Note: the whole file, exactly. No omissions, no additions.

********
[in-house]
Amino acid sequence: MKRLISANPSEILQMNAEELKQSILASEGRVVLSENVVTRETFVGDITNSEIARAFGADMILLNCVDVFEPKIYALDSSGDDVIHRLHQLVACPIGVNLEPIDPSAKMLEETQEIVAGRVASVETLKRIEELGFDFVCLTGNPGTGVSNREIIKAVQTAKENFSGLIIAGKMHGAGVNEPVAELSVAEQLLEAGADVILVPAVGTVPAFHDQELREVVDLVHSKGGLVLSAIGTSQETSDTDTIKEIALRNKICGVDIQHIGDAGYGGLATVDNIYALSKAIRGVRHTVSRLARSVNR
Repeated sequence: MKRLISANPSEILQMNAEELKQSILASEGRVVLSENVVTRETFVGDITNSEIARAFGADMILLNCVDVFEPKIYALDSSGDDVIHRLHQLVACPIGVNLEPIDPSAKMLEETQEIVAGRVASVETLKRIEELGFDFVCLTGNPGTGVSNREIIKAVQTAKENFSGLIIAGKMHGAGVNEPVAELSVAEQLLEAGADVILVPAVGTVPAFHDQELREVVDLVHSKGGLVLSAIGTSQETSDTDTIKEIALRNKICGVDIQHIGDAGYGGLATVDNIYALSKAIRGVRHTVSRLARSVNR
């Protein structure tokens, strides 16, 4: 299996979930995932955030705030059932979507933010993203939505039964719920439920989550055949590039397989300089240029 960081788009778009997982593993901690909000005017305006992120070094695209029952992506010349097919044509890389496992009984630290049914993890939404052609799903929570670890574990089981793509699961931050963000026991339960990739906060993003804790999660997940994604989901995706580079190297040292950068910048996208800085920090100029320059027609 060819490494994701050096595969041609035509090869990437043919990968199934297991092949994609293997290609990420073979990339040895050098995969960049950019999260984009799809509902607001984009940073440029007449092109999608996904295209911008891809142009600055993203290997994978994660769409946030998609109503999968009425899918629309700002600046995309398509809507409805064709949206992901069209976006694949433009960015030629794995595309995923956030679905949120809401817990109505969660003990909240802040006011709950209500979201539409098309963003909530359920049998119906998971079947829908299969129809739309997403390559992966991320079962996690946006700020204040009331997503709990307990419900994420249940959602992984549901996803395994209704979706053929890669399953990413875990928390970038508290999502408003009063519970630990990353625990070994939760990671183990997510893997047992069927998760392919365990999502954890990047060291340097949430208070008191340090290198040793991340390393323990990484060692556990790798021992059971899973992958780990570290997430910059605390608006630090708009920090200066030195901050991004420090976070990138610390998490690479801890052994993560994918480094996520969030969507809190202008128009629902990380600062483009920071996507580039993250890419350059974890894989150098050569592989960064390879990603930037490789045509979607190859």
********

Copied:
[in-house]
Amino acid sequence: MKRLISANPSEILQMNAEELKQSILASEGRVVLSENVVTRETFVGDITNSEIARAFGADMILLNCVDVFEPKIYALDSSGDDVIHRLHQLVACPIGVNLEPIDPSAKMLEETQEIVAGRVASVETLKRIEELGFDFVCLTGNPGTGVSNREIIKAVQTAKENFSGLIIAGKMHGAGVNEPVAELSVAEQLLEAGADVILVPAVGTVPAFHDQELREVVDLVHSKGGLVLSAIGTSQETSDTDTIKEIALRNKICGVDIQHIGDAGYGGLATVDNIYALSKAIRGVRHTVSRLARSVNR
Repeated sequence: MKRLISANPSEILQMNAEELKQSILASEGRVVLSENVVTRETFVGDITNSEIARAFGADMILLNCVDVFEPKIYALDSSGDDVIHRLHQLVACPIGVNLEPIDPSAKMLEETQEIVAGRVASVETLKRIEELGFDFVCLTGNPGTGVSNREIIKAVQTAKENFSGLIIAGKMHGAGVNEPVAELSVAEQLLEAGADVILVPAVGTVPAFHDQELREVVDLVHSKGGLVLSAIGTSQETSDTDTIKEIALRNKICGVDIQHIGDAGYGGLATVDNIYALSKAIRGVRHTVSRLARSVNR
């Protein structure tokens, strides 16, 4: 299996979930995932955030705030059932979507933010993203939505039964719920439920989550055949590039397989300089240029 960081788009778009997982593993901690909000005017305006992120070094695209029952992506010349097919044509890389496992009984630290049914993890939404052609799903929570670890574990089981793509699961931050963000026991339960990739906060993003804790999660997940994604989901995706580079190297040292950068910048996208800085920090100029320059027609 060819490494994701050096595969041609035509090869990437043919990968199934297991092949994609293997290609990420073979990339040895050098995969960049950019999260984009799809509902607001984009940073440029007449092109999608996904295209911008891809142009600055993203290997994978994660769409946030998609109503999968009425899918629309700002600046995309398509809507409805064709949206992901069209976006694949433009960015030629794995595309995923956030679905949120809401817990109505969660003990909240802040006011709950209500979201539409098309963003909530359920049998119906998971079947829908299969129809739309997403390559992966991320079962996690946006700020204040009331997503709990307990419900994420249940959602992984549901996803395994209704979706053929890669399953990413875990928390970038508290999502408003009063519970630990990353625990070994939760990671183990997510893997047992069927998760392919365990999502954890990047060291340097949430208070008191340090290198040793991340390393323990990484060692556990790798021992059971899973992958780990570290997430910059605390608006630090708009920090200066030195901050991004420090976070990138610390998490690479801890052994993560994918480094996520969030969507809190202008128009629902990380600062483009920071996507580039993250890419350059974890894989150098050569592989960064390879990603930037490789045509979607190859």